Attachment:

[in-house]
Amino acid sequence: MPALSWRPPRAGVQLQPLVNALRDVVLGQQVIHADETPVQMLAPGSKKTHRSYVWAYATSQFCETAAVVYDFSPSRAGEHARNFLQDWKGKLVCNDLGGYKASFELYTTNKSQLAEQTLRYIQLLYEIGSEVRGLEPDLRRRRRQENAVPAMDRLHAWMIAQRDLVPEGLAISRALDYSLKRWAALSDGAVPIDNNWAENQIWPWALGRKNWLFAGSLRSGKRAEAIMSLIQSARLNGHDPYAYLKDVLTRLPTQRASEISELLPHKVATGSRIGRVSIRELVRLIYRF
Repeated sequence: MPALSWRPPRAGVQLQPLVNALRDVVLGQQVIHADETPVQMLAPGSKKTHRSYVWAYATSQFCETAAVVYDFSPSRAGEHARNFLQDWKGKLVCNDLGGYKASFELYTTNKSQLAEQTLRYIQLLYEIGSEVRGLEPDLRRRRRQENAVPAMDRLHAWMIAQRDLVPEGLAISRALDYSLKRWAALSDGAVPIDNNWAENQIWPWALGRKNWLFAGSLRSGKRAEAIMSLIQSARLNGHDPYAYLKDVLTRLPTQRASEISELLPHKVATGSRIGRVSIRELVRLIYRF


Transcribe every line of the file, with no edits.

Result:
[in-house]
Amino acid sequence: MPALSWRPPRAGVQLQPLVNALRDVVLGQQVIHADETPVQMLAPGSKKTHRSYVWAYATSQFCETAAVVYDFSPSRAGEHARNFLQDWKGKLVCNDLGGYKASFELYTTNKSQLAEQTLRYIQLLYEIGSEVRGLEPDLRRRRRQENAVPAMDRLHAWMIAQRDLVPEGLAISRALDYSLKRWAALSDGAVPIDNNWAENQIWPWALGRKNWLFAGSLRSGKRAEAIMSLIQSARLNGHDPYAYLKDVLTRLPTQRASEISELLPHKVATGSRIGRVSIRELVRLIYRF
Repeated sequence: MPALSWRPPRAGVQLQPLVNALRDVVLGQQVIHADETPVQMLAPGSKKTHRSYVWAYATSQFCETAAVVYDFSPSRAGEHARNFLQDWKGKLVCNDLGGYKASFELYTTNKSQLAEQTLRYIQLLYEIGSEVRGLEPDLRRRRRQENAVPAMDRLHAWMIAQRDLVPEGLAISRALDYSLKRWAALSDGAVPIDNNWAENQIWPWALGRKNWLFAGSLRSGKRAEAIMSLIQSARLNGHDPYAYLKDVLTRLPTQRASEISELLPHKVATGSRIGRVSIRELVRLIYRF